When Valentine's Day is Deadline Day
So, Valentine's Day was also Magazine Deadline Day for me, fumigating the love in the air with intense pressure. I didn't see how I could possibly focus on the attention my kids and my sweetie deserved on a day they all saw as special.
Had I planned ahead a little better (ha, ha) I would have already had in my possession little tokens of my affection for them. But, as many readers know, that would be out of character -- not because I'm not thoughtful, of course, but because I'm constantly on crisis time management.
Coupled with my lack of preparedness for Valentine's Day was the fact that I had no room in my day to think about or feel very loving feelings. There were so many loose ends to tie to get the March edition of Spirit of Saratoga magazine to the printer by the end of the day, I was coming completely unraveled.
I had been up and working at home since about 5 a.m., when everyone else got about 7. My daughter excitedly brought a basket of valentines around the house, delivering several to each of us.
"I'll have mine for you later today," I told her, a twinge of guilt in my gut.
Upon seeing his sister's valentines, my 11-year-old son said, "Oh, it's Valentine's Day? I guess I should get some cards soon."
My eyes widened. As it turned out, though I thought my husband took both kids to get cards one afternoon, only she got cards that day. I apparently was the only one who saw my son's class list for Valentine's Day in the bottom of his backpack, and my husband assumed our son didn't need them.
I immediately Googled "free kids Valentine's cards," found something decent and hit print -- only I realized when nothing came out that I had accidentally printed it to the computer in the newsroom. Oops. My husband and I laughed at the reaction people in the office would have when they saw Spongebob Squarepants rolling off the printer.
After getting the kids out the door, I got back to work, electing to work from home free of the distractions at the office. But things were not coming together as well or as quickly as I'd hoped, and I just grew more freaked out in the quiet of the house as the hours wore on.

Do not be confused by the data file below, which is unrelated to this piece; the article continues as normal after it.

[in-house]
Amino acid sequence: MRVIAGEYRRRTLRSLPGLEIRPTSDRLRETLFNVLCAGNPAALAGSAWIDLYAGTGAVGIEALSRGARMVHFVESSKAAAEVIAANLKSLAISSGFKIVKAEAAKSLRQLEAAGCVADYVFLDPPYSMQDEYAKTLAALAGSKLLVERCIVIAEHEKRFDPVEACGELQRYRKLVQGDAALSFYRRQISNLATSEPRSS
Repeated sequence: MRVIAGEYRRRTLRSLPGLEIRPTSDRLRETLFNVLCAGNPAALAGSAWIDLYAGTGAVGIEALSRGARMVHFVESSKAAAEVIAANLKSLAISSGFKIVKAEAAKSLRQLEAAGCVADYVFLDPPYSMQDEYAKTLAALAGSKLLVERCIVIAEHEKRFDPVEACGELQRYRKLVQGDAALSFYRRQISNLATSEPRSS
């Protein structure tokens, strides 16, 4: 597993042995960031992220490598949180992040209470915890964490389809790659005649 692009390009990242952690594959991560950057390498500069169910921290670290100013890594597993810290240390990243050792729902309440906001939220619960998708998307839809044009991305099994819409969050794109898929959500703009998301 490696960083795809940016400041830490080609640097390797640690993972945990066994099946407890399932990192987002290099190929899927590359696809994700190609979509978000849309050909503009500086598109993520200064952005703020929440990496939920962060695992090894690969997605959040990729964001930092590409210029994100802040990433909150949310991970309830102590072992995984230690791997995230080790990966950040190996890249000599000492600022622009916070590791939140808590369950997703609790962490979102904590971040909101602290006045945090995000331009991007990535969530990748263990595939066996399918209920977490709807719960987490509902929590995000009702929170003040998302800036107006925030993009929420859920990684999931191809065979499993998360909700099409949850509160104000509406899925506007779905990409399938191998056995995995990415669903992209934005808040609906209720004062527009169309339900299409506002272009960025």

By the time the kids were coming home from school, I was packing up to go finish the magazine at the office -- and I was at a breaking point in my stress level. The kids were buzzing about their days as they barreled through the door, one of them carrying a vase overflowing with red roses. "Here, Mom. We all got these for you!"
I busted out in tears. "Oh, thank you" I blubbered. I read the confusion on their faces. "But Mom, it's supposed to be a happy day."
"I'm sorry guys. It's just that the magazine work isn't going well today, and I have to finish it by the end of the day."
They were so sweet trying to console me. And I took off to the office ready to conquer what remained to be done and determined to get home with Valentine's treats in hand.
Several hours later, I was hitting the final button to send the magazine to the printer. It was nearly 9 p.m., and I was exhausted. One of the guys working in the sports department asked if anyone wanted a couple heart-shaped Reeses peanut butter cups because he had consumed too many already. "Ooh! My kids love those," I told him.
I still didn't have a card for my husband, though. Then I saw -- still sitting on the printer — two sheets of Spongebob Valentine's cards. I giggled as I cut them up and stuck them in an envelope.
Grabbing my coat and running out the door, I noticed a nice array of treats someone in the Advertising and Classified departments had left out (thanks, Meg!). I took two heart-shaped lollipops and shoved them in my purse with the other treats.
I made one stop for a bottle of wine to go with my Spongebob cards, and headed for home.
The end of the story: my kids were happy to get a treat, my husband got a good laugh out of his cards, and we both enjoyed a lovely glass of wine -- celebrating a quiet moment at the end of a crazy day.